Woo-hoo, something to celebrate
Sunshine, lively songs, dancing, laughter and the promise of some fantastic teaching careers ahead. All were part of the 2009 spring arts celebration presented by Pauline Sameshima’s arts integration class. Every year, the creative energy of this class brightens up the patio in Pullman, leaving some of us to wish it could happen every week. For many more photos and a taste of the clever lyrics set to tunes ranging from “Hokey Pokey” to “YMCA,” click here. Among the lyrics, to the tune of “Wishin’ and Hopin'”: Show ’em that you care just for them. Do the things they like to do. Wear your smile just for them…
The College of Education hosted lunch and a tour for 45 of the 270 alumni and spouses from ’49 and ’59 who visited the Pullman campus for the annual Golden and Diamond Graduates Reunion. One memory told and retold was of “the coldest football game ever,” notable for having one paying customer and a lot of frosty student fans. The colorful written memories offered for an alumni booklet included this one from Judith Bount (now Sanders): “We took Homecoming floats seriously. It never occurred to us to not build one, even with almost all the girls in the house down with the Asian flu. Barbara Doutrich and I found ourselves the only people in a barn, way out of town, stuffing purple napkins into the chicken-wire castle on our float the night before the parade. … Frantic stuffing until the last minute, until a student came and hooked up his purple car, to match the castle, to pull the float to the stadium and along the parade route. The car and castle looked pretty darned good, we thought, as we pulled in behind and headed down the highway. The driver took off like a rocket. We were driving in a blizzard of purple napkins, with no way to catch him to slow him down. When we arrived at the stadium, the float was the skeleton of a castle, with a handful of pathetic purple napkins hanging on it. As the float was pulled through the stadium, Barbara and I ran along behind with some napkins in a box stuffing them into the chicken wire as fast as we could.”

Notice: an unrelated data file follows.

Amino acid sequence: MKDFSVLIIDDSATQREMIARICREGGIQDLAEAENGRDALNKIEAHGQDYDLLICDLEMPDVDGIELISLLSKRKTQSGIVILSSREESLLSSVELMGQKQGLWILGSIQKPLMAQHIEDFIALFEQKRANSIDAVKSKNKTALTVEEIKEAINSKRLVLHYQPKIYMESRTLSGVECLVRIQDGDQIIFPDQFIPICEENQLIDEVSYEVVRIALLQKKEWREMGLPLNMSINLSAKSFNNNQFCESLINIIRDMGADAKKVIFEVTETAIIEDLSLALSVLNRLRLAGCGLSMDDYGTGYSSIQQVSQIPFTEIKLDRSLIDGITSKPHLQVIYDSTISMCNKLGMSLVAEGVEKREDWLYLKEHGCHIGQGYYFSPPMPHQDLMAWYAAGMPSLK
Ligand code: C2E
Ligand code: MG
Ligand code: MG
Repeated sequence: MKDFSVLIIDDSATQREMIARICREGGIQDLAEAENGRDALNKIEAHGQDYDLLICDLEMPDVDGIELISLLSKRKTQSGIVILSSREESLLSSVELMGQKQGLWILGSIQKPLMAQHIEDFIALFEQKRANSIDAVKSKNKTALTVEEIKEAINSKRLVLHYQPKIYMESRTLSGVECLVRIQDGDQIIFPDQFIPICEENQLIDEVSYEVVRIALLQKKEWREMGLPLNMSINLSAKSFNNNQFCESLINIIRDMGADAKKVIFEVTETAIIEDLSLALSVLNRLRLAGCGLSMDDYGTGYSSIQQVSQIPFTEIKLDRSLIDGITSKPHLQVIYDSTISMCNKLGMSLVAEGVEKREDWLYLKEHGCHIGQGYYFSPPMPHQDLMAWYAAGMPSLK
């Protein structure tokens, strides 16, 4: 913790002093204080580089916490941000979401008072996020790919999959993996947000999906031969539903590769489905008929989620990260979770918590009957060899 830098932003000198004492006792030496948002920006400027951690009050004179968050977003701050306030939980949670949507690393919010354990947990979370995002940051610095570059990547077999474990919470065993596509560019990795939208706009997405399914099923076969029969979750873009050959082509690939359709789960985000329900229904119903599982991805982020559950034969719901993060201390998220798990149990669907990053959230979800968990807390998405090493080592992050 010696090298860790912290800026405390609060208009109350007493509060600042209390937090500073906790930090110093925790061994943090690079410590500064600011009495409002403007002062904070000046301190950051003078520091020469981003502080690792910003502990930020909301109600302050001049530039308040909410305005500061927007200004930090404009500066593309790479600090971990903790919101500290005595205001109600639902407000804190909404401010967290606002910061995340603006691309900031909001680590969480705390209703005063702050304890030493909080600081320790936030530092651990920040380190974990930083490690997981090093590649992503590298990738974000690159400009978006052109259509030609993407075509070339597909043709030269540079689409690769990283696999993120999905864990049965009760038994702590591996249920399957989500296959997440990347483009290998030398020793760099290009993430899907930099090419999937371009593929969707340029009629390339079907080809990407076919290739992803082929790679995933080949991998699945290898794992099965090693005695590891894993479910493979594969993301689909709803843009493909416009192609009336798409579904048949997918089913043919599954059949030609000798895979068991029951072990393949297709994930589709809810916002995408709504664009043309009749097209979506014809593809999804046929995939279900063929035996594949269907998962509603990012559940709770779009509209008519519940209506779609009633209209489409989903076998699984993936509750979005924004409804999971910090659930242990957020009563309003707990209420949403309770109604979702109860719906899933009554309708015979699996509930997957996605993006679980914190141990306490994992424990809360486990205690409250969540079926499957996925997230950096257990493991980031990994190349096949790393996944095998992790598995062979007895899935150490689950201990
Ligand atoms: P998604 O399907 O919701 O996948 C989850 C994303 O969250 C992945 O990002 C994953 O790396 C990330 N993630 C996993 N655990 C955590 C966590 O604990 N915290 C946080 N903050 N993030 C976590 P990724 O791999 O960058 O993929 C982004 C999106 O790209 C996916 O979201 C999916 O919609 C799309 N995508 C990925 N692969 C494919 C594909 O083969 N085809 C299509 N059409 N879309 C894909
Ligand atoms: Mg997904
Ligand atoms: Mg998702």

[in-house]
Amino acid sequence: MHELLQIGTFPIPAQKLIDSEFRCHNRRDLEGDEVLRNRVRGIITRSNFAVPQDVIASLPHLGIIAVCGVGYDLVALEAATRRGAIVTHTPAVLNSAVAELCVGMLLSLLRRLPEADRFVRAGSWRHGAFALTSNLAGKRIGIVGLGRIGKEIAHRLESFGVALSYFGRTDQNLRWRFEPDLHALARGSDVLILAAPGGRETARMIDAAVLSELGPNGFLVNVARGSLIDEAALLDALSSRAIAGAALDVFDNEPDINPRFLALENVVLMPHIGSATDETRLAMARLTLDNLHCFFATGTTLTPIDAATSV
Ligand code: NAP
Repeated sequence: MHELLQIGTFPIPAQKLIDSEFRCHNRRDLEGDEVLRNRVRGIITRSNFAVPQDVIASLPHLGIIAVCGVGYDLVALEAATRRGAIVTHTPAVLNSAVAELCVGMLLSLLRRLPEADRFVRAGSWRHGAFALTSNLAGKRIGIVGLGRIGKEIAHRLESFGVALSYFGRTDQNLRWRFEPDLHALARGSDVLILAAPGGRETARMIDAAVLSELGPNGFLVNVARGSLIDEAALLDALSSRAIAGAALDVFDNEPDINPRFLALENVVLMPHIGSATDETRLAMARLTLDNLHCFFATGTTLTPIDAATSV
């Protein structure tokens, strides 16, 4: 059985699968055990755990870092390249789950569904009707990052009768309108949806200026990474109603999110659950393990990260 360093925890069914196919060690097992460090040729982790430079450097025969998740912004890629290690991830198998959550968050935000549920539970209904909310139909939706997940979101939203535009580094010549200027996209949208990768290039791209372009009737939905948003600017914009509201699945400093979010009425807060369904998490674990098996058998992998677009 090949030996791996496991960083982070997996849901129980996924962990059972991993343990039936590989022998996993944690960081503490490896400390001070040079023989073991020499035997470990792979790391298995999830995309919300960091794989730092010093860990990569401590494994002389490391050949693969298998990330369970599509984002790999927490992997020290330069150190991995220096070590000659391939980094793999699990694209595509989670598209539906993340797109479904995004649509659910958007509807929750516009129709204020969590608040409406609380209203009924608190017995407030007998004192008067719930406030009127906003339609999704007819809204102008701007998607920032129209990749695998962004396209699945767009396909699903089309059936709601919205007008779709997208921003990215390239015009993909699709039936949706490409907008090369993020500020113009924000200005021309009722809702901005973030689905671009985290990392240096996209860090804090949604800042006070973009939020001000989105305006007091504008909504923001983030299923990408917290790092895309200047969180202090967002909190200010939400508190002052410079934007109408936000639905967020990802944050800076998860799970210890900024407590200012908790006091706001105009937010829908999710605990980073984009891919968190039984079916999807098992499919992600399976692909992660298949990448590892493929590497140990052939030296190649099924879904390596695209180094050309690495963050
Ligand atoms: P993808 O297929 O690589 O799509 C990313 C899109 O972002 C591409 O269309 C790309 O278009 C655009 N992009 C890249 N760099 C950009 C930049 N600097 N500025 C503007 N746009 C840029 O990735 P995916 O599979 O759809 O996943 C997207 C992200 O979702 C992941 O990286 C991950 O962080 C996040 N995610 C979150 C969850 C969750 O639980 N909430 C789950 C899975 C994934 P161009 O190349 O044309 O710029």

Our expert on veterans’ issues
With the new GI Bill’s generous benefits to begin this August, thousands of additional vets are expected to be enrolling in higher education. But fully 30 percent of them are struggling with depression, post-traumatic stress syndrome and/or traumatic brain injury. How can universities help them succeed? Bernadette Mencke, WSU retention counselor and a Ph.D. student in higher education, shares some practical tips in the May issue of the Student Affairs Today newsletter. Among other things, she and her co-author Robert Mock advise: Identify at least one veteran in each campus department, such as financial affairs and counseling; share the list with vets, who will feel more comfortable seeking help from other vets. Hire a veterans affairs government liaison. Have properly trained counselors. And assign vets to the first floors of residence halls near an exit. (When vets enter a room, they’re trained to immediately identify quick exits and potential weapons, so may get anxious if they don’t see a quick way out.)
Most clever workshop promotion
“Wine Tasting as a Metaphor for Responding to Student Writing.” It’ll be held on Friday, May 8 from 2-4 PM at the 12th floor lounge of Webster Hall, Pullman. RSVP to Sharolon Carter at firstname.lastname@example.org.
No Child’ Law Is Not Closing a Racial Gap Between 2004 and last year, scores for young minority students increased on a federal test, but so did those of white students.
Obama’s Long Education To-Do List Awaits Action